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What does deglobalisation mean for Japan?

There are good reasons to think that the natural stalling in globalisation underway won’t do much damage to Japanese manufacturers. And while an abrupt severing of supply chains between China on the one hand and the US and its allies on the other would be highly disruptive, Japanese firms would benefit in the long-run as they could step into the breach. Perhaps the biggest risk is that a more nationalist China focused on raising self-sufficiency makes it increasingly difficult for Japanese firms to operate there.
Marcel Thieliant Senior Japan, Australia & New Zealand Economist
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More from Japan

Japan Economics Weekly

Respite for BoJ doesn’t weaken case for a policy tweak

Pressure on the Bank of Japan’s Yield Curve Control framework eased this week. On the campaign trail for the Upper House election, where inflation has emerged as a key concern, Prime Minister Kishida said that monetary tightening would do more harm than good. Even more welcome for the BoJ, pressure emanating from the bond market has dropped back too. It had to buy less than a tenth as many JGBs this week as last. Some might feel that this reduces the need to shore up the policy framework. But a respite provides a window in which to make it more resilient.
Asia Drop-In (30th June, 09:00 BST/16:00 SGT): Are Asia’s central banks behind the curve? Can the Bank of Japan and People’s Bank of China continue to go against the grain? Find out in our special session on what global monetary tightening looks like in Asia. Register now.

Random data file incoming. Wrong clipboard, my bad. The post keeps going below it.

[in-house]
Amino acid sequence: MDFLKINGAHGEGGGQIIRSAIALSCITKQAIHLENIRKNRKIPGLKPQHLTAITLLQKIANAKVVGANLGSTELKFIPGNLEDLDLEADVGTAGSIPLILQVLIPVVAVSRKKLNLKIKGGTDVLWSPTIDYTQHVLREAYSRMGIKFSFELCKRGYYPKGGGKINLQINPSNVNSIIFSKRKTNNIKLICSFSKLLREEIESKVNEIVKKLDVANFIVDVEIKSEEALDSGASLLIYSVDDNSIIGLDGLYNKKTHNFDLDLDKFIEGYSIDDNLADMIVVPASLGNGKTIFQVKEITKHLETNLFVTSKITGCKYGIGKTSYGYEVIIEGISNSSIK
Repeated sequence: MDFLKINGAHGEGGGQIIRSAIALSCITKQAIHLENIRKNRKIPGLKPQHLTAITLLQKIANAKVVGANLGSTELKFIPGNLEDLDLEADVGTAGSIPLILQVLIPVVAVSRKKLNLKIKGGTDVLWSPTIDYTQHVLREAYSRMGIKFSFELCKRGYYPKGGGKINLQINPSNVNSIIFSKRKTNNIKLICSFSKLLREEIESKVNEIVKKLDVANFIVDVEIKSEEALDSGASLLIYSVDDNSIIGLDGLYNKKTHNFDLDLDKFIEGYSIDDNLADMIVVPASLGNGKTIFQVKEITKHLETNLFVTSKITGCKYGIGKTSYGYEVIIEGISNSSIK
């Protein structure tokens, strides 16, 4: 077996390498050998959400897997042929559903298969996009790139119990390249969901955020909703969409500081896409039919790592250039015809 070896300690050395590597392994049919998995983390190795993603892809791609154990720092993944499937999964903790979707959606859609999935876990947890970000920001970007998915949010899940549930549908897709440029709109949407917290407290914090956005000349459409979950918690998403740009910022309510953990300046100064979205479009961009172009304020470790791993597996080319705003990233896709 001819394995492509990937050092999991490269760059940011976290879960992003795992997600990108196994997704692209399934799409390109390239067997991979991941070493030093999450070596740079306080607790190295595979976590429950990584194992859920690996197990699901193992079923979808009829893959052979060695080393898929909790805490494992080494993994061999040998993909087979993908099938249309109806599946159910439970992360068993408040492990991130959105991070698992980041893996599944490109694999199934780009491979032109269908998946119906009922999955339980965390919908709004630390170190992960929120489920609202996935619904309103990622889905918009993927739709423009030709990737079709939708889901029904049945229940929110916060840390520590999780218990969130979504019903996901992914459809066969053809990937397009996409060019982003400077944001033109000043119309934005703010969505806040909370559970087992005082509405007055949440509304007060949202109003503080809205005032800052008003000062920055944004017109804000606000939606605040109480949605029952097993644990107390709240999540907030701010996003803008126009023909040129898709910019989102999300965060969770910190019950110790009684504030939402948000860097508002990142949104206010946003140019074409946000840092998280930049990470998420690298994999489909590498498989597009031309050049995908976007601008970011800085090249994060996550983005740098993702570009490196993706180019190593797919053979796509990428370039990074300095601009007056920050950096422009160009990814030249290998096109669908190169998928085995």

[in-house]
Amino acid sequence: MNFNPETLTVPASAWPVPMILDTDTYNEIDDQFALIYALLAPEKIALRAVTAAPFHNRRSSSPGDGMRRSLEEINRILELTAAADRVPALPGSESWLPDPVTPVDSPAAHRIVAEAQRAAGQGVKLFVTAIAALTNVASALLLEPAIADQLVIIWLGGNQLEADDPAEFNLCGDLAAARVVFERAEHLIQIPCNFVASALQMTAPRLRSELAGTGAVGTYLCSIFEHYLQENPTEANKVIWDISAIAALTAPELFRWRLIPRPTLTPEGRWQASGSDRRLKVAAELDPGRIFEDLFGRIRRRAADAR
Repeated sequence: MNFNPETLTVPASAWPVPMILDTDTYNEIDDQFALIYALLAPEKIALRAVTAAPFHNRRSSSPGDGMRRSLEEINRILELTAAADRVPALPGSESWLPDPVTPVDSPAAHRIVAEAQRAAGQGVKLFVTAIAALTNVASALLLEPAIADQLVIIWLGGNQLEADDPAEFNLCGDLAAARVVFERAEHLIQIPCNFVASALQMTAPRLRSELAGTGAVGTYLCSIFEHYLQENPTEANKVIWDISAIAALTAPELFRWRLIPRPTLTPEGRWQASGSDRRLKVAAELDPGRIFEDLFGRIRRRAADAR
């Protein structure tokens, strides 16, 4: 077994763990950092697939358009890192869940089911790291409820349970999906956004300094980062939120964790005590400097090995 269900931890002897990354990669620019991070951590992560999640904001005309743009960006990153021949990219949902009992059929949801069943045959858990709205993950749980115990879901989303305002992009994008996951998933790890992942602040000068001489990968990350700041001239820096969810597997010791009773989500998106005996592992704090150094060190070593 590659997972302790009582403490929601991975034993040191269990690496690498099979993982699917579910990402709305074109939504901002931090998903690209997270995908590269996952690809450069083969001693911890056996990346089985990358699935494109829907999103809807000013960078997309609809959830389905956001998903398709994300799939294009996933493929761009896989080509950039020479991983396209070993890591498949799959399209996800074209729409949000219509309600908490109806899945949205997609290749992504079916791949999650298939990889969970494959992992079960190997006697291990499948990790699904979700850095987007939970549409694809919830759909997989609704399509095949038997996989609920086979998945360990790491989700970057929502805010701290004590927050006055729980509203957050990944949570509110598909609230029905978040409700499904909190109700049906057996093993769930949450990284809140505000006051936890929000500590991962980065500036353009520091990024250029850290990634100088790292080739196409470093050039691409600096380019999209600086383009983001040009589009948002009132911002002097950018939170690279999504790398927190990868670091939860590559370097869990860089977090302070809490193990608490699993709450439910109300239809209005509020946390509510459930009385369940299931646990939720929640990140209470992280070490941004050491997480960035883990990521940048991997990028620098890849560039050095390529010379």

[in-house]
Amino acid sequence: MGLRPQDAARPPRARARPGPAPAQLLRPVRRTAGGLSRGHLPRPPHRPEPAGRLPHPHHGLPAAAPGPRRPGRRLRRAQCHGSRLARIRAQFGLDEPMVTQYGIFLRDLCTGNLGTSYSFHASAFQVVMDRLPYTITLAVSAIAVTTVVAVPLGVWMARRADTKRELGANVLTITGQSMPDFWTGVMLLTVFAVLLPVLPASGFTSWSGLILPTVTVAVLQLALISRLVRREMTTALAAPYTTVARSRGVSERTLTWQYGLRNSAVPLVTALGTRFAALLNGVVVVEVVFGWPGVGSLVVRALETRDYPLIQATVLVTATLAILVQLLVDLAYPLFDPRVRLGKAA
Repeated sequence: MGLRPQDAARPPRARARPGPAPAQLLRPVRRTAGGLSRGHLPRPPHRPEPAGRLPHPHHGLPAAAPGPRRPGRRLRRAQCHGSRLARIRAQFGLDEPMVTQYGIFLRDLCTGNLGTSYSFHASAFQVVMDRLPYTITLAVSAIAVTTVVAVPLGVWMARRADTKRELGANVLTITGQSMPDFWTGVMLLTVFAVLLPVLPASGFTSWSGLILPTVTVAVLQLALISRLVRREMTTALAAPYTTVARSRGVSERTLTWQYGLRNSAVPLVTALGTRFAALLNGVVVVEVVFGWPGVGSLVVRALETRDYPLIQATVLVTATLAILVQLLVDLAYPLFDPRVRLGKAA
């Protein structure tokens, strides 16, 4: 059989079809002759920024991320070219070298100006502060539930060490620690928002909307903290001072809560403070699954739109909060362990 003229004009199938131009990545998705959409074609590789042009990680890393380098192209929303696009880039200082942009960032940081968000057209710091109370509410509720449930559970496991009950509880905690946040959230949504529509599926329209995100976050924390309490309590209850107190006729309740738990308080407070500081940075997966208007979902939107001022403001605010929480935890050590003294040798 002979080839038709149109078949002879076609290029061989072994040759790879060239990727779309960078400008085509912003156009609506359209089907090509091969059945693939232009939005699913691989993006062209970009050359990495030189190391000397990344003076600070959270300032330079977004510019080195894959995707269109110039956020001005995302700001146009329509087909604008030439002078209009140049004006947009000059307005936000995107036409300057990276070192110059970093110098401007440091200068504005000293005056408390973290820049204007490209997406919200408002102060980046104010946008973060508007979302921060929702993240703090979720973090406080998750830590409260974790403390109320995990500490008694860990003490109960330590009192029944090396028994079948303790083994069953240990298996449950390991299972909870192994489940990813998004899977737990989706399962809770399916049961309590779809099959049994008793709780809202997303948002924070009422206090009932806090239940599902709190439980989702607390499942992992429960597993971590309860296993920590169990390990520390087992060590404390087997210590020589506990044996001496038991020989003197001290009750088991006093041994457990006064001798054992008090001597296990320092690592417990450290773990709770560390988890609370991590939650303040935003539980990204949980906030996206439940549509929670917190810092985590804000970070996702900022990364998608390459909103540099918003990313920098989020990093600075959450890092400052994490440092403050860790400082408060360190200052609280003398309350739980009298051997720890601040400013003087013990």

24 June 2022

Japan Data Response

Japan Consumer Prices (May 2022)

While inflation didn’t rise any further in May, it will remain above the BoJ’s 2% target until early-2023, while underlying inflation will approach 2%. However, the Bank won’t respond with tighter policy. Asia Drop-In (30th June, 09:00 BST/16:00 SGT): Are Asia’s central banks behind the curve? Can the Bank of Japan and People’s Bank of China continue to go against the grain? Find out in our special session on what global monetary tightening looks like in Asia. Register now.  

24 June 2022

Japan Data Response

Japan Flash PMIs (Jun. 2022)

The PMIs suggest that supply shortages are still holding back manufacturing output and adding to price pressures. On a more upbeat note, the surveys also point to a strong pick-up in consumption as the economy rebounds from the Omicron wave and international tourists return. Asia Drop-In (30th June, 09:00 BST/16:00 SGT): Are Asia’s central banks behind the curve? Can the Bank of Japan and People’s Bank of China continue to go against the grain? Find out in our special session on what global monetary tightening looks like in Asia. Register now.  

23 June 2022

More from Marcel Thieliant

Australia & New Zealand Economics Update

Australia- Shipping costs to boost inflation next year

Soaring shipping costs will exacerbate the impact of the weaker exchange rate on import price inflation. Indeed, we expect underlying inflation to return into the RBA’s 2-3% target next year.

20 September 2021

Japan Economics Weekly

Struggling to generate inflation even now

While inflation in most advanced economies is now well above central banks’ targets, it is still negative in Japan. This is largely due to idiosyncratic factors that should fade by the middle of next year. Even so, inflation won’t reach the Bank of Japan’s 2% target anytime soon.

17 September 2021

Australia & New Zealand Data Response

Australia Labour Market (Aug.)

Employment plunged by 1.1% m/m in August, but we still think that the unemployment rate won’t surpass it pre-Delta level over the coming months even as the participation rate rebounds.

16 September 2021
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